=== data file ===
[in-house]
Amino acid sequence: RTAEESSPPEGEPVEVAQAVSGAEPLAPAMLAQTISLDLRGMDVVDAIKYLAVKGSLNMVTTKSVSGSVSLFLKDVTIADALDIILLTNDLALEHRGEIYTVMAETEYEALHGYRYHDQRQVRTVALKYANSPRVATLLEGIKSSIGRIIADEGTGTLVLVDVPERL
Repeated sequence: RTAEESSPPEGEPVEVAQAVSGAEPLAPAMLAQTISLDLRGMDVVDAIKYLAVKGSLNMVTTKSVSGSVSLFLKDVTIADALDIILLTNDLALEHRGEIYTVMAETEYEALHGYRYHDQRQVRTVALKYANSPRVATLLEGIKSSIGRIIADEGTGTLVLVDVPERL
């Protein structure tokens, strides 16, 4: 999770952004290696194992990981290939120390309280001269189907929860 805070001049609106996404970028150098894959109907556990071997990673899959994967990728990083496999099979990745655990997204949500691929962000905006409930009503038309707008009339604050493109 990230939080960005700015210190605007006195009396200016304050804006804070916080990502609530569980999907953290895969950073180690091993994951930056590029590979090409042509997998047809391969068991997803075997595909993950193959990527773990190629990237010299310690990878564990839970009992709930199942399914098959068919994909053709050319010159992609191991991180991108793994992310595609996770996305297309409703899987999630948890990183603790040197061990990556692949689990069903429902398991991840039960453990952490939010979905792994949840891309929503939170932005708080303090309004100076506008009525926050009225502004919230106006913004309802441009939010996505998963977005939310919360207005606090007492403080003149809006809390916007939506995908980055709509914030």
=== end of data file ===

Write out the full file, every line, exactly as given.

[in-house]
Amino acid sequence: RTAEESSPPEGEPVEVAQAVSGAEPLAPAMLAQTISLDLRGMDVVDAIKYLAVKGSLNMVTTKSVSGSVSLFLKDVTIADALDIILLTNDLALEHRGEIYTVMAETEYEALHGYRYHDQRQVRTVALKYANSPRVATLLEGIKSSIGRIIADEGTGTLVLVDVPERL
Repeated sequence: RTAEESSPPEGEPVEVAQAVSGAEPLAPAMLAQTISLDLRGMDVVDAIKYLAVKGSLNMVTTKSVSGSVSLFLKDVTIADALDIILLTNDLALEHRGEIYTVMAETEYEALHGYRYHDQRQVRTVALKYANSPRVATLLEGIKSSIGRIIADEGTGTLVLVDVPERL
């Protein structure tokens, strides 16, 4: 999770952004290696194992990981290939120390309280001269189907929860 805070001049609106996404970028150098894959109907556990071997990673899959994967990728990083496999099979990745655990997204949500691929962000905006409930009503038309707008009339604050493109 990230939080960005700015210190605007006195009396200016304050804006804070916080990502609530569980999907953290895969950073180690091993994951930056590029590979090409042509997998047809391969068991997803075997595909993950193959990527773990190629990237010299310690990878564990839970009992709930199942399914098959068919994909053709050319010159992609191991991180991108793994992310595609996770996305297309409703899987999630948890990183603790040197061990990556692949689990069903429902398991991840039960453990952490939010979905792994949840891309929503939170932005708080303090309004100076506008009525926050009225502004919230106006913004309802441009939010996505998963977005939310919360207005606090007492403080003149809006809390916007939506995908980055709509914030």